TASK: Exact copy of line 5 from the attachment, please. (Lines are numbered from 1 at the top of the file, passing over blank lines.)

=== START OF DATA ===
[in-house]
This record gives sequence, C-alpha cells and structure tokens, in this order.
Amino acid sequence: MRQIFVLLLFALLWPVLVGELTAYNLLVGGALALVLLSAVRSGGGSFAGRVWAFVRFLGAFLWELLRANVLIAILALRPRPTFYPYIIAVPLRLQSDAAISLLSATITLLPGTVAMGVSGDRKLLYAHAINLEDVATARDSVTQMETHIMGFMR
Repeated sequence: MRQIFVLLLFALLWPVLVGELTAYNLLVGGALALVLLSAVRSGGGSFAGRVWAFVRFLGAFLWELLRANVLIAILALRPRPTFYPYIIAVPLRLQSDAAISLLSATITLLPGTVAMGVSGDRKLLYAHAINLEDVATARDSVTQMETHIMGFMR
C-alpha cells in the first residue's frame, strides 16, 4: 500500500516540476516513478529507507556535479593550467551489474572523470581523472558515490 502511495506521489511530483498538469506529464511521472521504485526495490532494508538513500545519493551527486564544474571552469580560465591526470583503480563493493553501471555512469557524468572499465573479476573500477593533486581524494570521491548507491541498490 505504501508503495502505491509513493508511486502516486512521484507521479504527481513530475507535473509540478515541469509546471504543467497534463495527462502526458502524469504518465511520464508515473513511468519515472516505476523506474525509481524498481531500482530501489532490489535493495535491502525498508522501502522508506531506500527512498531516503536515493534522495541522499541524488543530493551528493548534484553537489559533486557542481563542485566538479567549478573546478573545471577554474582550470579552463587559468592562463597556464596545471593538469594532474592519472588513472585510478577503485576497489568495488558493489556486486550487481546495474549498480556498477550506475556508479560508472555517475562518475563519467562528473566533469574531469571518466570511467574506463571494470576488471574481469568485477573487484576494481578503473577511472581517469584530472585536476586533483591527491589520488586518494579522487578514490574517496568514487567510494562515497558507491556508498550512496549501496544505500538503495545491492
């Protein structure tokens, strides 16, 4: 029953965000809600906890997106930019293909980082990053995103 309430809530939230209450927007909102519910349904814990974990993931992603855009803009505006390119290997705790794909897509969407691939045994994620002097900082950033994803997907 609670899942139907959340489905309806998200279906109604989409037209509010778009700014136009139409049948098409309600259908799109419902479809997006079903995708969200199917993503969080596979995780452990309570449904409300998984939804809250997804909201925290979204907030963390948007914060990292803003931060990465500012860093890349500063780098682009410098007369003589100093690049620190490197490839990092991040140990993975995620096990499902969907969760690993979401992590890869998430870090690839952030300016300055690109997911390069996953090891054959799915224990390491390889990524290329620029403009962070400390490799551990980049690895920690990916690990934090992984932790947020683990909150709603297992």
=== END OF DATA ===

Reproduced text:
C-alpha cells in the first residue's frame, strides 16, 4: 500500500516540476516513478529507507556535479593550467551489474572523470581523472558515490 502511495506521489511530483498538469506529464511521472521504485526495490532494508538513500545519493551527486564544474571552469580560465591526470583503480563493493553501471555512469557524468572499465573479476573500477593533486581524494570521491548507491541498490 505504501508503495502505491509513493508511486502516486512521484507521479504527481513530475507535473509540478515541469509546471504543467497534463495527462502526458502524469504518465511520464508515473513511468519515472516505476523506474525509481524498481531500482530501489532490489535493495535491502525498508522501502522508506531506500527512498531516503536515493534522495541522499541524488543530493551528493548534484553537489559533486557542481563542485566538479567549478573546478573545471577554474582550470579552463587559468592562463597556464596545471593538469594532474592519472588513472585510478577503485576497489568495488558493489556486486550487481546495474549498480556498477550506475556508479560508472555517475562518475563519467562528473566533469574531469571518466570511467574506463571494470576488471574481469568485477573487484576494481578503473577511472581517469584530472585536476586533483591527491589520488586518494579522487578514490574517496568514487567510494562515497558507491556508498550512496549501496544505500538503495545491492